A Miami private investigator, working for Scientology attorneys, posed as a woman whose niece was a Scientologist and sought advice on how to deal with her and the church.

''They have unleashed private eyes on most of the sources that were named in the story,'' Behar said in an interview.

Scientology has also relentlessly pursued critics in the Cult Awareness Network and at Time magazine.

Scientology filed a libel lawsuit against Time after the publication of ''Scientology: Thriving cult of greed and power'' in 1991. Time spent more than $7.3-million defending itself against the lawsuit before it was dismissed in 1996. In addition to suing the magazine, Scientology also sued several of those quoted in the Time article, which labeled Scientology as a big business hiding behind First Amendment protections. The church also tried to subpoena Time reporter Richard Behar into an IRS lawsuit and accused a federal magistrate of leaking information to Behar.

Behar, now a senior writer for Fortune magazine, filed a counterclaim against Scientology alleging the church used private investigators to harass him, illegally obtained copies of his credit report and telephone records and contacted his friends and neighbors to ask about his health, whether he had trouble with the IRS and whether he had ever taken drugs.

Behar said he was subjected to more than 190 hours of questioning over 30 days while Scientology lawyers grilled him in the libel case. The questions included some about life inside his parents' home while he was still in his mother's womb; Scientology teaches that some problems can be traced to bad prenatal experiences.

''I felt it was extremely excessive," Behar said as he described the questioning. "They were asking questions that were often far afield. They were on some major fishing expeditions with me.''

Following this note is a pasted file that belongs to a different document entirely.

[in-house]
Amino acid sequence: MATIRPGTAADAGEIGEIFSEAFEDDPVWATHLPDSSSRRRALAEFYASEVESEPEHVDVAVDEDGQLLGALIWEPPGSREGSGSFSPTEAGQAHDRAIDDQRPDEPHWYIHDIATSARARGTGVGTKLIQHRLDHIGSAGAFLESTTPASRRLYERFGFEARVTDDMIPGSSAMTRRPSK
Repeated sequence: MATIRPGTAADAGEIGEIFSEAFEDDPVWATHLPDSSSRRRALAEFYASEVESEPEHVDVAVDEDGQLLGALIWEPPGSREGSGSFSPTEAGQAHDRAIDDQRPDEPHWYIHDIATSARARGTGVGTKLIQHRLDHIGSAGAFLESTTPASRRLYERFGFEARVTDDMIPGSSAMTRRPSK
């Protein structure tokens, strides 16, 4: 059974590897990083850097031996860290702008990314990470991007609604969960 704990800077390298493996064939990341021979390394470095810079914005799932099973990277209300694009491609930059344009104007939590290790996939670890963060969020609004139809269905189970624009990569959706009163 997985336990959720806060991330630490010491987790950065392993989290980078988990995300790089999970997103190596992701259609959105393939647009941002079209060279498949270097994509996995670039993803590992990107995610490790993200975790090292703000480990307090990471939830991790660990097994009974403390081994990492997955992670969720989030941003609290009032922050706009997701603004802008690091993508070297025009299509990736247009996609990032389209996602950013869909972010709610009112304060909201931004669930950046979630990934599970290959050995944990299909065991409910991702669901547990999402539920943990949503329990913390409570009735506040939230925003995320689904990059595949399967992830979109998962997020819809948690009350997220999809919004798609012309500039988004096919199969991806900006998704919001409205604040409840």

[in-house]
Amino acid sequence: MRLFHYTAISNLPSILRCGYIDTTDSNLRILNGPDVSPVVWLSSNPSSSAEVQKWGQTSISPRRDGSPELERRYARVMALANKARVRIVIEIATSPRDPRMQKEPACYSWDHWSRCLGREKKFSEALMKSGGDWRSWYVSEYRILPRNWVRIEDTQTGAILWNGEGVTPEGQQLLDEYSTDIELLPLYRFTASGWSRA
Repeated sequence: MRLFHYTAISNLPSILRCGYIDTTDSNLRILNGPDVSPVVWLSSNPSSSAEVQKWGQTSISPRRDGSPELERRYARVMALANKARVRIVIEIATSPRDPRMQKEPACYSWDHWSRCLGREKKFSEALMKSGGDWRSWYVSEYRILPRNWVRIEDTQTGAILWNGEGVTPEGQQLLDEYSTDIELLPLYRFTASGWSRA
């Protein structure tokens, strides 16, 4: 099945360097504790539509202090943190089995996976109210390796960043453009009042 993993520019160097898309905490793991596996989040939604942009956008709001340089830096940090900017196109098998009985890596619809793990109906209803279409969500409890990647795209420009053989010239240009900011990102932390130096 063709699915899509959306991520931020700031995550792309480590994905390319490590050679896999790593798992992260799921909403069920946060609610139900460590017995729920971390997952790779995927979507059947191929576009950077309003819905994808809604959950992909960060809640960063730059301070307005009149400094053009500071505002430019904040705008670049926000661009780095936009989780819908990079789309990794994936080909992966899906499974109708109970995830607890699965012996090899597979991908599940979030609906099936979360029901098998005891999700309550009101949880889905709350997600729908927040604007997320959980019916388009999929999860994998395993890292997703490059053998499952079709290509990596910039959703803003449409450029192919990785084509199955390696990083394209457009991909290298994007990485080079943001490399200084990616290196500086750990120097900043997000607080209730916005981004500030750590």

For examples of Scientology's harassment of other writers see:

Scientology: The Amoral Cult

More information about Scientology's ''Dead Agenting'' practices

Richard Behar is assigned to TIME's New York bureau, but he is best known for his investigative reporting, including a 1993 cover story on the World Trade Center bombing and his May 6, 1991 TIME cover story ''Scientology: The Cult of Greed.'' The stinging expose received several prizes for reporting, including a 1992 Gerald Loeb Award for Distinguished Business and Financial Journalism and a Conscience-in-Media from the Society of Journalists and Authors. Behar has also reported and written extensively about organized crime as well as business backgrounds for politicians for TIME.
Bio, Richar Behar. TIME

Ruined lives. Lost fortunes. Federal crimes. Scientology poses as a religion but really is a ruthless global scam -- and aiming for the mainstream.
Richard Behar, Scientology: The Thriving Cult of Greed and Power, Time, May 6, 1991

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First posted: Jan. 15, 2001
Last Updated: Oct. 1, 2001